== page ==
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Environmental and Workplace Health

Microbiological Quality

November 1998
Revised March 1999
Updated October 2001
(edited January 2002)

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A primary goal of drinking water treatment is to remove microbiological contamination and thereby reduce the risk of illness from pathogenic microorganisms. However, achieving a zero risk of waterborne illness is virtually impossible. Instead, water purveyors attempt to reduce the risks of illness to levels deemed acceptable by public health authorities, by applying a multiple-barrier approach to the presence of pathogenic microorganisms. This approach includes the protection of source water, the use of appropriate and consistently effective treatment, a well-maintained distribution system, routine verification of drinking water quality and public education.

Monitoring water for all pathogens that could be present is not technically or economically feasible. Instead, faecal indicator bacteria are used to verify the microbiological safety of drinking water. The presence of faecal indicators, such as Escherichia coli, in a drinking water supply suggests that enteric pathogenic microorganisms could also be present. The absence of faecal indicators, on the other hand, while denoting the absence of enteric bacteria, is no guarantee that enteric viruses and protozoa are absent. Although these microorganisms cannot grow in water, many can survive longer in water, are more resistant to disinfection and are more infectious than most pathogenic bacteria. While most jurisdictions around the world are focusing on E. coli, some continue to use total coliform or thermotolerant coliform bacteria to verify safety. It should be noted that because many members of these groups can colonize distribution systems, their presence in distribution systems does not necessarily indicate a threat to public health. Nevertheless, the presence of total coliform bacteria in water leaving a treatment plant indicates a serious breach in treatment and requires immediate action.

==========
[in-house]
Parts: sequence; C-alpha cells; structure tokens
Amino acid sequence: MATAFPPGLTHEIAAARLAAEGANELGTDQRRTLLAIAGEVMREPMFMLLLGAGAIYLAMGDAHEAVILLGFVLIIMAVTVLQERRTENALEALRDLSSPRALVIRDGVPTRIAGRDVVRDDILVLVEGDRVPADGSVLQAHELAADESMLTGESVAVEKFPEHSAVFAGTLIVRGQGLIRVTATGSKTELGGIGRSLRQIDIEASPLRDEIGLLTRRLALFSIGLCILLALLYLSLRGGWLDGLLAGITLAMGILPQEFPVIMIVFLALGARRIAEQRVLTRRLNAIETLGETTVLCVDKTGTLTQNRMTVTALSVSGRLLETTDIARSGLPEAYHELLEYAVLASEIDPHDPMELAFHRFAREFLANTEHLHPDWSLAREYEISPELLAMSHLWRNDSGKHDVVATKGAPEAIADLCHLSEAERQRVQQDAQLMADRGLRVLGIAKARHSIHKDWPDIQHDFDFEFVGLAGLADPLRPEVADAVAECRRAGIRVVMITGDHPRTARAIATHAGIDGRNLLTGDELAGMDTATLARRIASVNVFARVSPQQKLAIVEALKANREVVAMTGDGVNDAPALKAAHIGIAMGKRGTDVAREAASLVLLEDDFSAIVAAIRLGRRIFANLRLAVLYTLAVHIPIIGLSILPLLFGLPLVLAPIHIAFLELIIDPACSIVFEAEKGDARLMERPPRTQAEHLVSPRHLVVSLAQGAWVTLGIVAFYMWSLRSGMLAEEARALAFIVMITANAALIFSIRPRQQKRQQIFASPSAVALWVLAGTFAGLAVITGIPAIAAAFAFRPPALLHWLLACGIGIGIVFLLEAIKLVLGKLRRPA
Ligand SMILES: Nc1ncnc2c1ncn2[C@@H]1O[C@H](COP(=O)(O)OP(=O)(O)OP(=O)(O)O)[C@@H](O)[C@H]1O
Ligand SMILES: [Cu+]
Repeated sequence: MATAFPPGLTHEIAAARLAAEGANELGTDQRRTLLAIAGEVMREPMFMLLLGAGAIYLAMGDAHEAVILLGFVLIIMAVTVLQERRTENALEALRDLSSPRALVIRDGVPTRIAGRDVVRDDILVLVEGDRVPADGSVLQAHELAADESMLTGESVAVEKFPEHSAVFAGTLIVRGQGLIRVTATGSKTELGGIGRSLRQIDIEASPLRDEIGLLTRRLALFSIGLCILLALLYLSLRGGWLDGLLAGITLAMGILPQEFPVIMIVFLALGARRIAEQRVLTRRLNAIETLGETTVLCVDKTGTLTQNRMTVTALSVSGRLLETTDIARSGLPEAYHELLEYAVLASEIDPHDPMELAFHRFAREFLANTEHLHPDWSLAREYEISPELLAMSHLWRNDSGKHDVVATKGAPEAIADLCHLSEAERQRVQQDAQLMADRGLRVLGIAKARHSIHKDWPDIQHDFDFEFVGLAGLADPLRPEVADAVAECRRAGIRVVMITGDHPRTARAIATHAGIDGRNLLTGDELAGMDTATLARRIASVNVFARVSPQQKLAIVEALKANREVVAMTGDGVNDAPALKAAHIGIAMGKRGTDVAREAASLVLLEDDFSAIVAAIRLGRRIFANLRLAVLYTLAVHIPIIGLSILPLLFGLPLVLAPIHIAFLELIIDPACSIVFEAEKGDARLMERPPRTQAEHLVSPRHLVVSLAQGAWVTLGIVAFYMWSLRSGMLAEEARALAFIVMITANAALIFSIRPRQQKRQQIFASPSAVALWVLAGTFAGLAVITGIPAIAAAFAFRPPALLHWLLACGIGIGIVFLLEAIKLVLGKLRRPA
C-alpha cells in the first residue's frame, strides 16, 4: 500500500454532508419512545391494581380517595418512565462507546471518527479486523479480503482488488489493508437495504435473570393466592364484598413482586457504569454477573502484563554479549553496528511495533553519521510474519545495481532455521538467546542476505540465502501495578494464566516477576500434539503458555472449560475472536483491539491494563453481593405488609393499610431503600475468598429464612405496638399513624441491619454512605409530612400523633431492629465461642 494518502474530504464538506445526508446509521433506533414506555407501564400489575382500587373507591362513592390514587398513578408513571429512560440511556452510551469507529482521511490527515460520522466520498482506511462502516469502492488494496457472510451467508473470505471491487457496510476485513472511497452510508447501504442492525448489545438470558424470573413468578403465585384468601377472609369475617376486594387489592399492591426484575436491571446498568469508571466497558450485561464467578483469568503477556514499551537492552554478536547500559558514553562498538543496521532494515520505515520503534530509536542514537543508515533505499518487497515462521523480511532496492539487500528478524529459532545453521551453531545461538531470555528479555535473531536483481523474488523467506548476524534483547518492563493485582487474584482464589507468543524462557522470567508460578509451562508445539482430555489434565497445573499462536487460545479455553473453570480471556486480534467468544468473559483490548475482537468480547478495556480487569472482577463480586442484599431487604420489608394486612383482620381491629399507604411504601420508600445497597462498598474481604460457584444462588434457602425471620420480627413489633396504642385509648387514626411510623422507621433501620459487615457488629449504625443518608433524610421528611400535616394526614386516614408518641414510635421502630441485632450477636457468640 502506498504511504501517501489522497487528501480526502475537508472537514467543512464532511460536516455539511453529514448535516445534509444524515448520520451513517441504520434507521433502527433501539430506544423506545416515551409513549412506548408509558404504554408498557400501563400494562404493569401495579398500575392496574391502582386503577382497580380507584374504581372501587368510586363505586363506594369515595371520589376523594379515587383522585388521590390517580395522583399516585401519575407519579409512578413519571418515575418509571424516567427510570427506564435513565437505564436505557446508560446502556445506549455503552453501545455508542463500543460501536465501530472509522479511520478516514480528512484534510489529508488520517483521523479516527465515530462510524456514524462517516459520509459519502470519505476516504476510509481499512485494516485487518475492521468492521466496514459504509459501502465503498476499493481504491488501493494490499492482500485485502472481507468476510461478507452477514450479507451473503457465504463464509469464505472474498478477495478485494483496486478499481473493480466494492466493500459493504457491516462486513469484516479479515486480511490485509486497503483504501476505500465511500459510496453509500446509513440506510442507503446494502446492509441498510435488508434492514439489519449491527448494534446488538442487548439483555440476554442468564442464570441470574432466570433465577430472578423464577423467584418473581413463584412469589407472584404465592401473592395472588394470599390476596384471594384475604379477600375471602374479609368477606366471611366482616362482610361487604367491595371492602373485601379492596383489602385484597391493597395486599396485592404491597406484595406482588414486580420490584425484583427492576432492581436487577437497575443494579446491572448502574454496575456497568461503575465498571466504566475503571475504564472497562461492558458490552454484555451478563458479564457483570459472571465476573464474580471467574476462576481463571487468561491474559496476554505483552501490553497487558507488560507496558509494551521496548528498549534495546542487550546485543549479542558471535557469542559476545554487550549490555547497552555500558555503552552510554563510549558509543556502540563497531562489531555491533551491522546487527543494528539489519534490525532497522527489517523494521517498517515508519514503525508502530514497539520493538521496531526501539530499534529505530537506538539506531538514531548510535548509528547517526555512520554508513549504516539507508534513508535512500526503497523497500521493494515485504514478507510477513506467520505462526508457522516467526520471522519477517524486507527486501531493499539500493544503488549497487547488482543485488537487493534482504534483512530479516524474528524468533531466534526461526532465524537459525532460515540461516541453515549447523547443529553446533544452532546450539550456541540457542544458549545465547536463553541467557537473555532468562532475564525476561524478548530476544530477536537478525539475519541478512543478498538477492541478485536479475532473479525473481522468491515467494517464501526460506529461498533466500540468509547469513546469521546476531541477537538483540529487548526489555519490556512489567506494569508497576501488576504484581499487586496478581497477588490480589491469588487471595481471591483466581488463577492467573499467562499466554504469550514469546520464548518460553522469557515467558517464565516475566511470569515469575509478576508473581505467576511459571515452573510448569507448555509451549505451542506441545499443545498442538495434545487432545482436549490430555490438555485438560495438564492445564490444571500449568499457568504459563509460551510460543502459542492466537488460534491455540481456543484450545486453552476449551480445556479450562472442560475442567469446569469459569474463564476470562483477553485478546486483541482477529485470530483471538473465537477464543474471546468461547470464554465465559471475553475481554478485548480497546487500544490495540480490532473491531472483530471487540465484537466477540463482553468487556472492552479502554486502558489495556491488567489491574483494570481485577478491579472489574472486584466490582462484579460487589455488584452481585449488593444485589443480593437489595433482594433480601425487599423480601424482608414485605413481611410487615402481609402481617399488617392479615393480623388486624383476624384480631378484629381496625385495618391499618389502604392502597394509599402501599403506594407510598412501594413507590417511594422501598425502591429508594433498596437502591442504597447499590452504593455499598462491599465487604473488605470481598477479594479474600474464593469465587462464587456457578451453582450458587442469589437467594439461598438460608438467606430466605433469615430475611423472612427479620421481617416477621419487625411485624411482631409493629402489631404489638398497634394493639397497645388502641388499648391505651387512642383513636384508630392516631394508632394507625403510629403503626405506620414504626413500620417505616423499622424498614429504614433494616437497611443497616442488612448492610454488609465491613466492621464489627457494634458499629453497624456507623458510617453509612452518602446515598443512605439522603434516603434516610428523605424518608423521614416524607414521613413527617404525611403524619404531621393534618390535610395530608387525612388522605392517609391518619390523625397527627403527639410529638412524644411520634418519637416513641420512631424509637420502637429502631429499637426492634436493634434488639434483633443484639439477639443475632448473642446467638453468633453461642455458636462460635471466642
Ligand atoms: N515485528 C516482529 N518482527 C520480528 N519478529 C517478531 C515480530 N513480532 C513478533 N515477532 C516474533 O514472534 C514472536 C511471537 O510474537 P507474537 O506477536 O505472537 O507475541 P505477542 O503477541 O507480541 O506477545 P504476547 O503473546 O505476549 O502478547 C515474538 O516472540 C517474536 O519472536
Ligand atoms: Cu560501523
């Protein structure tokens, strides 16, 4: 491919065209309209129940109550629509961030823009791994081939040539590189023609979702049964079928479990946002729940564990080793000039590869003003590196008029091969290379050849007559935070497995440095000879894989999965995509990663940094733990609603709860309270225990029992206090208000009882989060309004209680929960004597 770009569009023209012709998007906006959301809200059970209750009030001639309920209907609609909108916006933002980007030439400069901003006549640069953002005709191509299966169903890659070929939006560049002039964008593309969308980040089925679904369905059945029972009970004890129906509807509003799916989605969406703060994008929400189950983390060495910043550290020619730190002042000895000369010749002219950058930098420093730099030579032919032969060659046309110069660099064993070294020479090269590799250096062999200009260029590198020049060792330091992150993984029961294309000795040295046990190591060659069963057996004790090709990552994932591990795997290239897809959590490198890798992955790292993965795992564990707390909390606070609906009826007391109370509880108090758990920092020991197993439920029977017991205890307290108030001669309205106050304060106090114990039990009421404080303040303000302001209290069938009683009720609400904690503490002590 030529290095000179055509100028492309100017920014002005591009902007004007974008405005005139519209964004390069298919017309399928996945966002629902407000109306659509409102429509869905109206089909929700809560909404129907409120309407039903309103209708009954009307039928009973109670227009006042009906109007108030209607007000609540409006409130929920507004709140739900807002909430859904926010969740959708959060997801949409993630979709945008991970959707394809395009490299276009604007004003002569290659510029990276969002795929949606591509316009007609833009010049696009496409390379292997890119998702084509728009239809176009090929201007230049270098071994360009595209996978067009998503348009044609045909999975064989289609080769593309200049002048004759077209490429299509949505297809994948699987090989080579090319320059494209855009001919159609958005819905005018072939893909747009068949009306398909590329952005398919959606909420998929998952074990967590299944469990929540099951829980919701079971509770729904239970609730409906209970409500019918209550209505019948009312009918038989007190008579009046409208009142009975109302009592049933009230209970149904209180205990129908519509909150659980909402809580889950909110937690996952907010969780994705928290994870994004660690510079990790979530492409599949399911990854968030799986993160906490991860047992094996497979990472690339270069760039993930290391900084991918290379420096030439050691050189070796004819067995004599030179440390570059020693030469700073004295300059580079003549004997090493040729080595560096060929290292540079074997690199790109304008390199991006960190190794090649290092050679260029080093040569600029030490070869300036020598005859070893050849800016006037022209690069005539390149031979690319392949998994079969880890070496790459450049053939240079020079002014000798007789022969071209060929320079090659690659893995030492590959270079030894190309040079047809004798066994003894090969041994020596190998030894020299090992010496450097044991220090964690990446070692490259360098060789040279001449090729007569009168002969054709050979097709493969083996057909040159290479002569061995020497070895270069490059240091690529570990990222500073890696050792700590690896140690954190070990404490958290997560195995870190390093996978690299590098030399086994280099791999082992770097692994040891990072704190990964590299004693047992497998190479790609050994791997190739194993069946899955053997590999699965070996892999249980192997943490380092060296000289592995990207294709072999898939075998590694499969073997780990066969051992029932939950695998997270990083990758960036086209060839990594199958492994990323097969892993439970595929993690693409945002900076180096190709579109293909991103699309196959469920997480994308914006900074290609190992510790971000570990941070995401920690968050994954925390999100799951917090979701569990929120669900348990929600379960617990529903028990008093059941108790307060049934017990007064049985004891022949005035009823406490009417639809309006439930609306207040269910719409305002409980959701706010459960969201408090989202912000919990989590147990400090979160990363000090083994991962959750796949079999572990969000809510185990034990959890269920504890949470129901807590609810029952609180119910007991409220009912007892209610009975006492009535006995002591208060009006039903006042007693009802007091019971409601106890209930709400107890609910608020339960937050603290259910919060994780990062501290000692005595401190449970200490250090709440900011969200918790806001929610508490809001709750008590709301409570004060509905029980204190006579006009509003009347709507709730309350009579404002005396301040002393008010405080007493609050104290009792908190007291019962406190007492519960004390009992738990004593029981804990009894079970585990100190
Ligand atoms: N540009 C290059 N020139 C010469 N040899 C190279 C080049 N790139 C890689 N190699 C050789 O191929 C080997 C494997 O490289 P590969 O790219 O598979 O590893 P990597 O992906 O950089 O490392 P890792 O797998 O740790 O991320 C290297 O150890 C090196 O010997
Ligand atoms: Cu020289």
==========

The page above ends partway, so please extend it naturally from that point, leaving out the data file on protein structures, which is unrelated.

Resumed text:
The use of indicator organisms is only one component in the multiple-barrier approach to ensuring microbiologically safe drinking water. Adequate treatment to remove or inactivate the pathogens is the primary means used to ensure against their presence in drinking water. A treatment system that provides effective filtration and disinfection and maintains an adequate disinfection residual should minimize the presence of pathogenic microorganisms and the risks of related waterborne diseases. Where feasible, a watershed or well-head protection program should be the first line of defence against the presence of pathogenic microorganisms.

Barring system-specific exemptions, all supplies should be disinfected. In addition, minimum treatment of all supplies derived from surface water sources and groundwater impacted by surface waters should include coagulation, sedimentation and filtration, or equivalent technologies.

If the safety of a drinking water supply is compromised to the extent that it presents a threat to public health, the authorities responsible for the safety of the affected supply should have protocols in place for issuing and rescinding boil water advisories. In the event that a supply causes an outbreak, the responsible authorities should have a contingency plan in place to quickly and effectively minimize the extent of illness.

For the purpose of the documents related to the microbiological quality of drinking water (bacteriological quality, protozoa, turbidity, boil water advisories), the use of the phrase "boil water advisory" is taken to mean advice given to the public by the appropriate agencies to boil their water, regardless of whether this advice is precautionary or in response to an outbreak.